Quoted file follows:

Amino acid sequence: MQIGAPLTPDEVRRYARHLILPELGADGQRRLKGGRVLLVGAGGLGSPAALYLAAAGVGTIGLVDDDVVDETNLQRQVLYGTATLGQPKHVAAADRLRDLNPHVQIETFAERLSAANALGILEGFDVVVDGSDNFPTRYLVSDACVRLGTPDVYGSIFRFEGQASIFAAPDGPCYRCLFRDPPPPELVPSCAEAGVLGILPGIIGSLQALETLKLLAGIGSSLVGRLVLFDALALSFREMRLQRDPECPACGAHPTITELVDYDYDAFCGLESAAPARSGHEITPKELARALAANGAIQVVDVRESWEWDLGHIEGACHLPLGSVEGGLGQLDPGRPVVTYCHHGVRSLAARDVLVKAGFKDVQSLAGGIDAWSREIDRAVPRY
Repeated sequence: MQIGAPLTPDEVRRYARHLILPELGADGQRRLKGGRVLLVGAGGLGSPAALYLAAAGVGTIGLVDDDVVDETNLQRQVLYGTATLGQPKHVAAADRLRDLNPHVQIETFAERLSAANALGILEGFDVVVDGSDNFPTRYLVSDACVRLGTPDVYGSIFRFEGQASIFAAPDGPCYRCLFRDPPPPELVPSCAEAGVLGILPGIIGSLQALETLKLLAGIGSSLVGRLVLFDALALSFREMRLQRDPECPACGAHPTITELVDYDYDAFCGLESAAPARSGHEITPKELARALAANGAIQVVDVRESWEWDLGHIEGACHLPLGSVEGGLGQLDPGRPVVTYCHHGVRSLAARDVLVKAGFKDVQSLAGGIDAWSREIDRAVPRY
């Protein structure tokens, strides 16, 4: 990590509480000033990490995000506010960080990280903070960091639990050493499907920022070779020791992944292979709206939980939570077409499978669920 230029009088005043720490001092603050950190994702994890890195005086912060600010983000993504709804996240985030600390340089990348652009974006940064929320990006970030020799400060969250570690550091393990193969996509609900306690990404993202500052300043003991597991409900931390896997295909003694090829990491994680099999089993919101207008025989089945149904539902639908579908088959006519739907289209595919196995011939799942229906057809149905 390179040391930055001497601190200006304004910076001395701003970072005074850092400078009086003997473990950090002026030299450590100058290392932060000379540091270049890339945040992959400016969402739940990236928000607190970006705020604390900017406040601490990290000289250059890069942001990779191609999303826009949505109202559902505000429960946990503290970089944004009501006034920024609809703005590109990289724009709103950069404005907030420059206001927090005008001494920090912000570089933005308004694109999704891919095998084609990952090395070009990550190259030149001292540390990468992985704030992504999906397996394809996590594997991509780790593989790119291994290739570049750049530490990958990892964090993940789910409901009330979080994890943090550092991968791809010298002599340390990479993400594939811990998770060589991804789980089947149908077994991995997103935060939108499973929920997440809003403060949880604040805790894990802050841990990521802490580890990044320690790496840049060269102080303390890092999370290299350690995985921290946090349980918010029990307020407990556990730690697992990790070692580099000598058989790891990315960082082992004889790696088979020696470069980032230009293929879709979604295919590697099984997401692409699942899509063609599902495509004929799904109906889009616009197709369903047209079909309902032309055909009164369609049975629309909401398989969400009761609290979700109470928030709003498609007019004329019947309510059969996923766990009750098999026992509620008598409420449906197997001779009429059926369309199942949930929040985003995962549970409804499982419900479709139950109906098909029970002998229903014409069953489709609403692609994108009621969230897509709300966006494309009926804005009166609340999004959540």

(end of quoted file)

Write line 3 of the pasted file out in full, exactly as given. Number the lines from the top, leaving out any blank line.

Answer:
């Protein structure tokens, strides 16, 4: 990590509480000033990490995000506010960080990280903070960091639990050493499907920022070779020791992944292979709206939980939570077409499978669920 230029009088005043720490001092603050950190994702994890890195005086912060600010983000993504709804996240985030600390340089990348652009974006940064929320990006970030020799400060969250570690550091393990193969996509609900306690990404993202500052300043003991597991409900931390896997295909003694090829990491994680099999089993919101207008025989089945149904539902639908579908088959006519739907289209595919196995011939799942229906057809149905 390179040391930055001497601190200006304004910076001395701003970072005074850092400078009086003997473990950090002026030299450590100058290392932060000379540091270049890339945040992959400016969402739940990236928000607190970006705020604390900017406040601490990290000289250059890069942001990779191609999303826009949505109202559902505000429960946990503290970089944004009501006034920024609809703005590109990289724009709103950069404005907030420059206001927090005008001494920090912000570089933005308004694109999704891919095998084609990952090395070009990550190259030149001292540390990468992985704030992504999906397996394809996590594997991509780790593989790119291994290739570049750049530490990958990892964090993940789910409901009330979080994890943090550092991968791809010298002599340390990479993400594939811990998770060589991804789980089947149908077994991995997103935060939108499973929920997440809003403060949880604040805790894990802050841990990521802490580890990044320690790496840049060269102080303390890092999370290299350690995985921290946090349980918010029990307020407990556990730690697992990790070692580099000598058989790891990315960082082992004889790696088979020696470069980032230009293929879709979604295919590697099984997401692409699942899509063609599902495509004929799904109906889009616009197709369903047209079909309902032309055909009164369609049975629309909401398989969400009761609290979700109470928030709003498609007019004329019947309510059969996923766990009750098999026992509620008598409420449906197997001779009429059926369309199942949930929040985003995962549970409804499982419900479709139950109906098909029970002998229903014409069953489709609403692609994108009621969230897509709300966006494309009926804005009166609340999004959540």